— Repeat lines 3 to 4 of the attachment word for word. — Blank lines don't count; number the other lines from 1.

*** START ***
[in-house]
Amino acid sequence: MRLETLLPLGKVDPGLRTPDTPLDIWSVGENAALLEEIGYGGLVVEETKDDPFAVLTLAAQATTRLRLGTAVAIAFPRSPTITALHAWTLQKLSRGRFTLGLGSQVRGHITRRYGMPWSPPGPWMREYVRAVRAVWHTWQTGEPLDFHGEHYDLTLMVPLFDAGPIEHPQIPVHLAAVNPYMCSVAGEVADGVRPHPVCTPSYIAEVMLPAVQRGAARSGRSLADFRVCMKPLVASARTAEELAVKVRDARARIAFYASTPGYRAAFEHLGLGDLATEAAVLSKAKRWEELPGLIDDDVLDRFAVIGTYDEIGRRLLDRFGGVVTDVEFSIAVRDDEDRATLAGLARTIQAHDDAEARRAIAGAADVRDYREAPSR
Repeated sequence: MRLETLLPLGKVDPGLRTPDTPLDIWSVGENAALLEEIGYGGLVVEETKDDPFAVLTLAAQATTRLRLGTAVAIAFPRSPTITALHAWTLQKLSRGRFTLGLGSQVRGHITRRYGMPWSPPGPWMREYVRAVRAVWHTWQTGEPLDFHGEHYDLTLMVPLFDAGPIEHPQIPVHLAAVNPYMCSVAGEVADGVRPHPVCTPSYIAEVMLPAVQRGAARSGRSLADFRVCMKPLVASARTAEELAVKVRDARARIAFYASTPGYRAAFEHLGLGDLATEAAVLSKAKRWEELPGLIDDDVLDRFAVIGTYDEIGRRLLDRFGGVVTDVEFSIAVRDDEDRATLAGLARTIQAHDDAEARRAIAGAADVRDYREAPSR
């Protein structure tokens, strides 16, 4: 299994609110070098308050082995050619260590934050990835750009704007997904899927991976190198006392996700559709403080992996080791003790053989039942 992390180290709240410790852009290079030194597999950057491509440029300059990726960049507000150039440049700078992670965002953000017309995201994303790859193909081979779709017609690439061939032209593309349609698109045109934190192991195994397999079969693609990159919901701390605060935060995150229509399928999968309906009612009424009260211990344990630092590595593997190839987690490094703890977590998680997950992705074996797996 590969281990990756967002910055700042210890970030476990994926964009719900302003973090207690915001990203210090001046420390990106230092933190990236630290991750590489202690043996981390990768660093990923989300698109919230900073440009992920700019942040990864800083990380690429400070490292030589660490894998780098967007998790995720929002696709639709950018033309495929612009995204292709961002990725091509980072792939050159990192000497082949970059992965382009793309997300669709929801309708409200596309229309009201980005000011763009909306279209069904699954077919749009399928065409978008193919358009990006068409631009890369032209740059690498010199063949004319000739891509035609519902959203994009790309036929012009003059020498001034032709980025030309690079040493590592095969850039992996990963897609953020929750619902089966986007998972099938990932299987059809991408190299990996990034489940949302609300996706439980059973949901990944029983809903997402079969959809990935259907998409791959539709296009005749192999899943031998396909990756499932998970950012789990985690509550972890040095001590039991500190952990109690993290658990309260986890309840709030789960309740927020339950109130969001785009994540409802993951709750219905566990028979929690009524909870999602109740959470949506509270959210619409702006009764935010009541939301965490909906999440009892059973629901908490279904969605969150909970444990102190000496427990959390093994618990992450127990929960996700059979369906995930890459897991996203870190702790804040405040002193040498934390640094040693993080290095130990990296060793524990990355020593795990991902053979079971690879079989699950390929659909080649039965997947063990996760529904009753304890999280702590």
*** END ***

Repeated sequence: MRLETLLPLGKVDPGLRTPDTPLDIWSVGENAALLEEIGYGGLVVEETKDDPFAVLTLAAQATTRLRLGTAVAIAFPRSPTITALHAWTLQKLSRGRFTLGLGSQVRGHITRRYGMPWSPPGPWMREYVRAVRAVWHTWQTGEPLDFHGEHYDLTLMVPLFDAGPIEHPQIPVHLAAVNPYMCSVAGEVADGVRPHPVCTPSYIAEVMLPAVQRGAARSGRSLADFRVCMKPLVASARTAEELAVKVRDARARIAFYASTPGYRAAFEHLGLGDLATEAAVLSKAKRWEELPGLIDDDVLDRFAVIGTYDEIGRRLLDRFGGVVTDVEFSIAVRDDEDRATLAGLARTIQAHDDAEARRAIAGAADVRDYREAPSR
């Protein structure tokens, strides 16, 4: 299994609110070098308050082995050619260590934050990835750009704007997904899927991976190198006392996700559709403080992996080791003790053989039942 992390180290709240410790852009290079030194597999950057491509440029300059990726960049507000150039440049700078992670965002953000017309995201994303790859193909081979779709017609690439061939032209593309349609698109045109934190192991195994397999079969693609990159919901701390605060935060995150229509399928999968309906009612009424009260211990344990630092590595593997190839987690490094703890977590998680997950992705074996797996 590969281990990756967002910055700042210890970030476990994926964009719900302003973090207690915001990203210090001046420390990106230092933190990236630290991750590489202690043996981390990768660093990923989300698109919230900073440009992920700019942040990864800083990380690429400070490292030589660490894998780098967007998790995720929002696709639709950018033309495929612009995204292709961002990725091509980072792939050159990192000497082949970059992965382009793309997300669709929801309708409200596309229309009201980005000011763009909306279209069904699954077919749009399928065409978008193919358009990006068409631009890369032209740059690498010199063949004319000739891509035609519902959203994009790309036929012009003059020498001034032709980025030309690079040493590592095969850039992996990963897609953020929750619902089966986007998972099938990932299987059809991408190299990996990034489940949302609300996706439980059973949901990944029983809903997402079969959809990935259907998409791959539709296009005749192999899943031998396909990756499932998970950012789990985690509550972890040095001590039991500190952990109690993290658990309260986890309840709030789960309740927020339950109130969001785009994540409802993951709750219905566990028979929690009524909870999602109740959470949506509270959210619409702006009764935010009541939301965490909906999440009892059973629901908490279904969605969150909970444990102190000496427990959390093994618990992450127990929960996700059979369906995930890459897991996203870190702790804040405040002193040498934390640094040693993080290095130990990296060793524990990355020593795990991902053979079971690879079989699950390929659909080649039965997947063990996760529904009753304890999280702590």